UH would not be able to name a new coach until the position has been advertised for 10 days. Frazier said he will not consider other options because he still considers Jones to be his football coach.
But Tyler Graunke, who was groomed to be next season's starting quarterback, believes Jones has coached his last UH game.
"It's going to bum me out," Graunke said. "I can't lie. I had tears when I learned that. It's tough. He was a mentor to me. He was a great guy, and a great coach. He really set the stage as far as putting the program in a great position.
"But it happens in life and in football. The program will continue with coach Jones or without coach Jones. I'll be ready. I want all of the people in Hawai'i to know: Don't be worried. Coach Jones or not, we're going to roll."
• • •
June Jones' highlights at UH
June Jones' year-by-year highlights at the University of Hawai'i:
Dec. 12, 1998: Hawai'i announces hiring of Jones as football coach. He spurns a multiyear offer from the San Diego Chargers to become their permanent head coach. Jones had been interim head coach. His salary is $320,000 a year.
Dec. 14, 1998: Jones is introduced at Washington Place before Gov. Ben Cayetano and business leaders.
Dec. 30, 1998: A day after the Chargers' season ends, Jones returns to Hawai'i to officially start as UH coach.
Sept. 4, 1999: Southern California routs Hawai'i 62-7 in Jones' debut. The Rainbows' losing streak is extended to 19, then the longest in the nation.
Sept. 11, 1999: Jones coaches first victory for UH, 31-27 over Eastern Illinois, ending the nation's longest active losing streak.
Sept. 25, 1999: UH ends a 24-game Western Athletic Conference road losing streak, spanning seven years, against Southern Methodist (24-0).
Nov. 13, 1999: Rainbows beat Fresno State 31-24 in double overtime to share WAC title.
Nov. 21, 1999: Before beating Air Force 48-41, Hawai'i is formally invited to play in the O'ahu Bowl.
Dec. 25, 1999: Rainbows beat Oregon State 23-17 in the Jeep O'ahu Bowl, completing the biggest turnaround in NCAA history. Hawai'i, 0-12 in 1998, finished 9-4.
1999: Jones named WAC Coach of the Year. Named National Coach of the Year by CNN/Sports Illustrated, American Football Coach/Schutt Sports and The Sporting News.
July 26, 2000: Athletic department changes logo from rainbow to the "H." Football team changes nickname to Warriors from Rainbows and Rainbow Warriors.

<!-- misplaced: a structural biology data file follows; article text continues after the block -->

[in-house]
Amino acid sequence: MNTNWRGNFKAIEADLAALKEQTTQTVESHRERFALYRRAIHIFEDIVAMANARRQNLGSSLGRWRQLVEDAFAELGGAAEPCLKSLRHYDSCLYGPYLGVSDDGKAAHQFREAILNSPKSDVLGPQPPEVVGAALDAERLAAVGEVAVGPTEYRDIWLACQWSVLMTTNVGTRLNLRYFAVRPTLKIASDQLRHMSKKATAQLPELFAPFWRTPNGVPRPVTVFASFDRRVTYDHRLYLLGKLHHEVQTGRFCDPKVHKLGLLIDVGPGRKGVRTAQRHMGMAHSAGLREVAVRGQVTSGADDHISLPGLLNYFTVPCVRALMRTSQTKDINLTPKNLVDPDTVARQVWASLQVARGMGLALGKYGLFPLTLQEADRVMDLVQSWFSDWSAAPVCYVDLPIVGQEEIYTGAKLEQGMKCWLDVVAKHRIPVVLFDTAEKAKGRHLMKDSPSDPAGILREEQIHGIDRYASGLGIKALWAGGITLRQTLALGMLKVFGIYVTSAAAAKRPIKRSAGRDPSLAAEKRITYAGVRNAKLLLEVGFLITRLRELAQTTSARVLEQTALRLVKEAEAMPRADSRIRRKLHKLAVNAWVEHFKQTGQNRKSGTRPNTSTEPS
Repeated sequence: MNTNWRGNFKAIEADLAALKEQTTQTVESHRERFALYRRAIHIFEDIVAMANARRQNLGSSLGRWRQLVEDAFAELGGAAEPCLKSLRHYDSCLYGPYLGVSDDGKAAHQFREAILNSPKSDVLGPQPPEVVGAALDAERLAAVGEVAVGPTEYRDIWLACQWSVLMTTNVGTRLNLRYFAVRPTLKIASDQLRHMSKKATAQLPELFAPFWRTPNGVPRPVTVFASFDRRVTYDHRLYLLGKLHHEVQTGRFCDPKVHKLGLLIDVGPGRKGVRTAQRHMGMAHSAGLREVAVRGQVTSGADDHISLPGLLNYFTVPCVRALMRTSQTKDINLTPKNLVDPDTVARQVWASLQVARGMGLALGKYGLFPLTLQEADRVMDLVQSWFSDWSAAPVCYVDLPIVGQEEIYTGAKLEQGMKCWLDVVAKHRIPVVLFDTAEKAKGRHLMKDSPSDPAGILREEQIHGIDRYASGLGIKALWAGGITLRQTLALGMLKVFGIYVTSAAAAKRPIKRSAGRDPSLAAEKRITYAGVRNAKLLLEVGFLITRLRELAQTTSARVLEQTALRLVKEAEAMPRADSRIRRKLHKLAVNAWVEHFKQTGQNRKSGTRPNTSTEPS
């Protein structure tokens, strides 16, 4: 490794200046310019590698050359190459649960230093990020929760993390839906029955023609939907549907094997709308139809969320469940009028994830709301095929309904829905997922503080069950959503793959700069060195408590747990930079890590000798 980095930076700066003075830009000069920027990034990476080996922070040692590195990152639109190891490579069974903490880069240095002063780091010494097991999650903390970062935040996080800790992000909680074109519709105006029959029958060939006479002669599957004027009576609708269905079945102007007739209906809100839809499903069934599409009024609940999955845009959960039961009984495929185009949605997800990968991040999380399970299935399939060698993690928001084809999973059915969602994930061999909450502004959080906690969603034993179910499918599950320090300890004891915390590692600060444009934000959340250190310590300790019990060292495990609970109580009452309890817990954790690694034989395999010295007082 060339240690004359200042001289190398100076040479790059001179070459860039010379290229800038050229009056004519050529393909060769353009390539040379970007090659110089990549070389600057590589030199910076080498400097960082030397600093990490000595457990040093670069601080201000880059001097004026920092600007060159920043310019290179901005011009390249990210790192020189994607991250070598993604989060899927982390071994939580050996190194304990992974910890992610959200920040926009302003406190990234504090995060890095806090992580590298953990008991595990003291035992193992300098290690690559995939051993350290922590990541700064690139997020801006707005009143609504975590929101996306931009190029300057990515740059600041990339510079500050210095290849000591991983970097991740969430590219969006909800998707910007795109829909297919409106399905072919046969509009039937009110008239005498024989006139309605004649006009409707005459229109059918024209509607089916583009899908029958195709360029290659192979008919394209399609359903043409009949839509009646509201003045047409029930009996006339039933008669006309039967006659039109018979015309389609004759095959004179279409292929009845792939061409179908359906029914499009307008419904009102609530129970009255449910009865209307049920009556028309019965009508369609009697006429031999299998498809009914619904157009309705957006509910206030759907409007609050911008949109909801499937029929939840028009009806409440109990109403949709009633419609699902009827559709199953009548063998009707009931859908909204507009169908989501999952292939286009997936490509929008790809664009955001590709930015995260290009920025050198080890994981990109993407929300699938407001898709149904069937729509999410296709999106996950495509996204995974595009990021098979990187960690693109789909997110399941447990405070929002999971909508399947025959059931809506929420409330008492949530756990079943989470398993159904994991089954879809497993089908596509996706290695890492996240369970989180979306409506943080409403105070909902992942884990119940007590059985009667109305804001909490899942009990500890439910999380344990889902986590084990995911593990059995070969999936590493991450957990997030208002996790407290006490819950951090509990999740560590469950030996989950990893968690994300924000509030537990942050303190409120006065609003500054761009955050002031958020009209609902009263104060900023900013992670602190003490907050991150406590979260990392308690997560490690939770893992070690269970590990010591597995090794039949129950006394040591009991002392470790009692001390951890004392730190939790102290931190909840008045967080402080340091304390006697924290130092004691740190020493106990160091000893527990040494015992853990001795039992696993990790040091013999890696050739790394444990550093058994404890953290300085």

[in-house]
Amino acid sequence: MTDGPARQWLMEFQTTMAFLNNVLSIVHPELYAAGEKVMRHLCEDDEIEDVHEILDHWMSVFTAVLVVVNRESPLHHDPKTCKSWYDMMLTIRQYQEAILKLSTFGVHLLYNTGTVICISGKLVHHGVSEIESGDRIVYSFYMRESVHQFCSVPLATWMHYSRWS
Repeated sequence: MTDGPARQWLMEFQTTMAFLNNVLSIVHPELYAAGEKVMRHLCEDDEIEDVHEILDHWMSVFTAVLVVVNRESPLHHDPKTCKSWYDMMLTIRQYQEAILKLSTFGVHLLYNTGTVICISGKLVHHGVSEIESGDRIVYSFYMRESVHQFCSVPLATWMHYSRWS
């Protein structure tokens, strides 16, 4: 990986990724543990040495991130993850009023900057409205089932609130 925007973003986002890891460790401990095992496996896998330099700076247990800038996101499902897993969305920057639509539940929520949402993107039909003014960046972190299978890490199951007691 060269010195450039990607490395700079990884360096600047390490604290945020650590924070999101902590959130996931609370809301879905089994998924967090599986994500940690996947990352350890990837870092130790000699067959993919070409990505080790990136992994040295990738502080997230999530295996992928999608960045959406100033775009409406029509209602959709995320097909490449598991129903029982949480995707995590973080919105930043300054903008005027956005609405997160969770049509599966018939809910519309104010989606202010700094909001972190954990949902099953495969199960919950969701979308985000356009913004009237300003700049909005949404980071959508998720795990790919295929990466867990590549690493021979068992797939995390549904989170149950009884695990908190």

Dec. 2, 2000: A 34-32 loss to UNLV ends 3-9 season.
Feb. 22, 2001: Jones is critically injured when his car hits a concrete freeway support pillar. He misses spring practice recovering.
August 2001: Jones returns to field to conduct UH fall football camp.
Dec. 8, 2001: A 72-45 victory over Brigham Young ends a 9-3 season, but Warriors fail to receive bowl bid.
May 2, 2002: NCAA certifies Hawai'i Bowl, ensuring the Warriors a bowl game if they finish with a winning record.
March 10, 2002: In Advertiser article, Jones criticizes UH paying rent but getting no revenue from Aloha Stadium and the stadium's worn AstroTurf playing surface, also criticized by the NFL.
Dec. 25, 2002: UH loses to Tulane 36-28 in first ConAgra Foods Hawai'i Bowl, finishing 10-4.
April 1, 2003: Installation of FieldTurf at Aloha Stadium begins.
June 20, 2003: UH Board of Regents approves five-year, $800,016-a-year contract for Jones, half of which would be paid by private donations.
Dec. 25, 2003: UH beats Houston 53-48 in triple overtime in Sheraton Hawai'i Bowl, finishing 9-5.
Dec. 24, 2004: UH beats Alabama-Birmingham 59-40 in Sheraton Hawai'i Bowl, finishing 8-5.
Dec. 3, 2005: UH ends 5-7 season, failing to qualify for Hawai'i Bowl for first time in four seasons.
Dec. 24, 2006: Jones passes Dick Tomey to become winningest head coach in UH history (against an all-college schedule) with 41-24 victory over Arizona State in Sheraton Hawai'i Bowl for 64th win. Warriors finish 11-3, tying school record for victories in a season.
Dec. 4, 2006: Jones named WAC Coach of the Year for second time.
August 2007: UH receives first preseason ranking in AP (No. 23) and USA Today (No. 24) polls.
Oct. 14, 2007: UH ranked for the first time in Bowl Championship Series standings at No. 18.
Nov. 23, 2007: UH beats Boise State 39-27 for first time after six losses to win first outright WAC title.
Dec. 1, 2007: UH beats Washington 35-28 for 12-0 record, UH's first undefeated regular season (against an all-college schedule).
Dec. 2, 2007: UH ranked No. 10 in Bowl Championship Series, also No. 10 in AP and USA Today polls, highest in school history.
Dec. 3, 2007: Jones earns third WAC Coach of the Year honor.
Jan. 1, 2008: Jones takes UH to its first BCS appearance, losing 41-10 to Georgia in the Sugar Bowl in the Superdome in New Orleans.